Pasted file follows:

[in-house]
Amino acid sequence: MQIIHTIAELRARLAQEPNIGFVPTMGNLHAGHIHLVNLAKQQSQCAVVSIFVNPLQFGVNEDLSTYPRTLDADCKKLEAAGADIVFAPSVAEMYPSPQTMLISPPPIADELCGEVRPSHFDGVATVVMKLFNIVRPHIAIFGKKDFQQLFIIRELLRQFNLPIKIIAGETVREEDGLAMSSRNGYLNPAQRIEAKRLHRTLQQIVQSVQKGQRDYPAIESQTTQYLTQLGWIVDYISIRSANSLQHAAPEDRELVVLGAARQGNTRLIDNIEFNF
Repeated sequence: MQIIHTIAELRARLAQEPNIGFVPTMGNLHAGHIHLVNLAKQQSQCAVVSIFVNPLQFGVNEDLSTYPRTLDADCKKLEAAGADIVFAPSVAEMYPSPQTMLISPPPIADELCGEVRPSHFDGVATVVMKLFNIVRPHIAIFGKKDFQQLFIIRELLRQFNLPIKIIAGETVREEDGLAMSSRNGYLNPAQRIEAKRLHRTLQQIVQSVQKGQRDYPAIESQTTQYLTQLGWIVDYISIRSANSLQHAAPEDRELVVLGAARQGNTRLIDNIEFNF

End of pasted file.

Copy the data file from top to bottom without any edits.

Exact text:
[in-house]
Amino acid sequence: MQIIHTIAELRARLAQEPNIGFVPTMGNLHAGHIHLVNLAKQQSQCAVVSIFVNPLQFGVNEDLSTYPRTLDADCKKLEAAGADIVFAPSVAEMYPSPQTMLISPPPIADELCGEVRPSHFDGVATVVMKLFNIVRPHIAIFGKKDFQQLFIIRELLRQFNLPIKIIAGETVREEDGLAMSSRNGYLNPAQRIEAKRLHRTLQQIVQSVQKGQRDYPAIESQTTQYLTQLGWIVDYISIRSANSLQHAAPEDRELVVLGAARQGNTRLIDNIEFNF
Repeated sequence: MQIIHTIAELRARLAQEPNIGFVPTMGNLHAGHIHLVNLAKQQSQCAVVSIFVNPLQFGVNEDLSTYPRTLDADCKKLEAAGADIVFAPSVAEMYPSPQTMLISPPPIADELCGEVRPSHFDGVATVVMKLFNIVRPHIAIFGKKDFQQLFIIRELLRQFNLPIKIIAGETVREEDGLAMSSRNGYLNPAQRIEAKRLHRTLQQIVQSVQKGQRDYPAIESQTTQYLTQLGWIVDYISIRSANSLQHAAPEDRELVVLGAARQGNTRLIDNIEFNF